John Crawley, 49, VP of marketing, Pacific services, at Sea-Land Service Inc., a transportation giant based in Charlotte, North Carolina. Sea-Land is one of the world's largest shipping companies.
What's your problem?
"Today three very powerful forces -- globalization, technology, and deregulation -- are transforming our business. Our relationship with customers is changing, and they're becoming more demanding than ever. How do we organize conversations about the future of our relationship with them -- when many of them are halfway around the world?"
Tell me about it
"The shipping business used to be pretty basic: We moved goods from point A to point B. Not anymore. We are starting to face new competitors. We are diversifying into other services. This is a critical and confusing time for us, and doing right by our key customers is more important than ever. We have more to offer, and we'll be expecting more from this business."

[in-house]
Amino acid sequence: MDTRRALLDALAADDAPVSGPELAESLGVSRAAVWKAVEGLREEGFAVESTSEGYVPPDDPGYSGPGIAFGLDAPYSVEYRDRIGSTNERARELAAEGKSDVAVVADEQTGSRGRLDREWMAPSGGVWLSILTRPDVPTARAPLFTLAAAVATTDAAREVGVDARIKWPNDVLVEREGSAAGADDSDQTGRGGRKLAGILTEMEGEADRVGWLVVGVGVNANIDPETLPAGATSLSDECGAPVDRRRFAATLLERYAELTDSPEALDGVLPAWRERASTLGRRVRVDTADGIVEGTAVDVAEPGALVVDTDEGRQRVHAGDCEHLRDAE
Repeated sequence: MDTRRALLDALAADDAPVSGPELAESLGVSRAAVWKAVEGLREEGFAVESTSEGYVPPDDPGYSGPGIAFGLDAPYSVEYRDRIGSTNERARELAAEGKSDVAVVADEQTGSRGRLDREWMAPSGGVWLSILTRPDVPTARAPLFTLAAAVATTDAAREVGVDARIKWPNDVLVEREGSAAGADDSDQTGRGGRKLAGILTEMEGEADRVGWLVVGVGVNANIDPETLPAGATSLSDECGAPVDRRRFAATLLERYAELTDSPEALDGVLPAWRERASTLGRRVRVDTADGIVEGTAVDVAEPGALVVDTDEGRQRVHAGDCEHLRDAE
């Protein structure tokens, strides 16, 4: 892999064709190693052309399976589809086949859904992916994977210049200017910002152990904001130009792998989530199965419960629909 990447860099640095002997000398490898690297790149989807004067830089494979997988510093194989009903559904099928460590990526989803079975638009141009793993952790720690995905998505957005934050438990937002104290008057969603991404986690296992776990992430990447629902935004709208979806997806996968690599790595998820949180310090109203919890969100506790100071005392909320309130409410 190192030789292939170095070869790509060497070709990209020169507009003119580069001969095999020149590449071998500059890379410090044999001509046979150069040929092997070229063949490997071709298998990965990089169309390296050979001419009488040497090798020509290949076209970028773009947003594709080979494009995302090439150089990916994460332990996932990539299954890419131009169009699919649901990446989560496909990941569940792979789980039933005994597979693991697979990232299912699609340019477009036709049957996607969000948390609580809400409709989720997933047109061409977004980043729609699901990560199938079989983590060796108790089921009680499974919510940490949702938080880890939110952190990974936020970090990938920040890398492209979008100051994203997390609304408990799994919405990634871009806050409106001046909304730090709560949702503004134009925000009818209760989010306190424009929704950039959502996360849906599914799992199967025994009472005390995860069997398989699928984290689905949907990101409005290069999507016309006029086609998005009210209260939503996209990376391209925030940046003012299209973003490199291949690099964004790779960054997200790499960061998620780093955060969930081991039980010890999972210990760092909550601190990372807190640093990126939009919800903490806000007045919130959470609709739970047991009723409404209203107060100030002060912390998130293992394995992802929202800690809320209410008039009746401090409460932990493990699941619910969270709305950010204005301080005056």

What's your solution?
The Customer Workout. "We invite our best customers to our headquarters for a daylong session that's part comfort-zone creation, part radical-honesty session. The goal is to collaborate on new ideas and to reinforce relationships.
"We've built a fair amount of 'spectacle' into this event. We hold it in our tactical-planning center -- our version of NASA's Mission Control. By allowing customers into our central core, we give them an 'aha' moment. It makes what we do tangible.
"But this is not an all-day sales pitch. Both parties come prepared. We bring in people from operations, finance, and IT. We look at numbers, review performance, and analyze social trends. We also share the results of our proprietary yield model, which analyzes the economics of our business. That can be a real eye-opener. There's a risk in being so open about where we make a profit and where we don't. But when we let customers into our world, they become more inclined to share relevant information about their world."
Cathy Olofson (firstname.lastname@example.org) is a writer and editor based in Cambridge, Massachusetts. Contact John Crawley by email (John_crawley@sealand.com).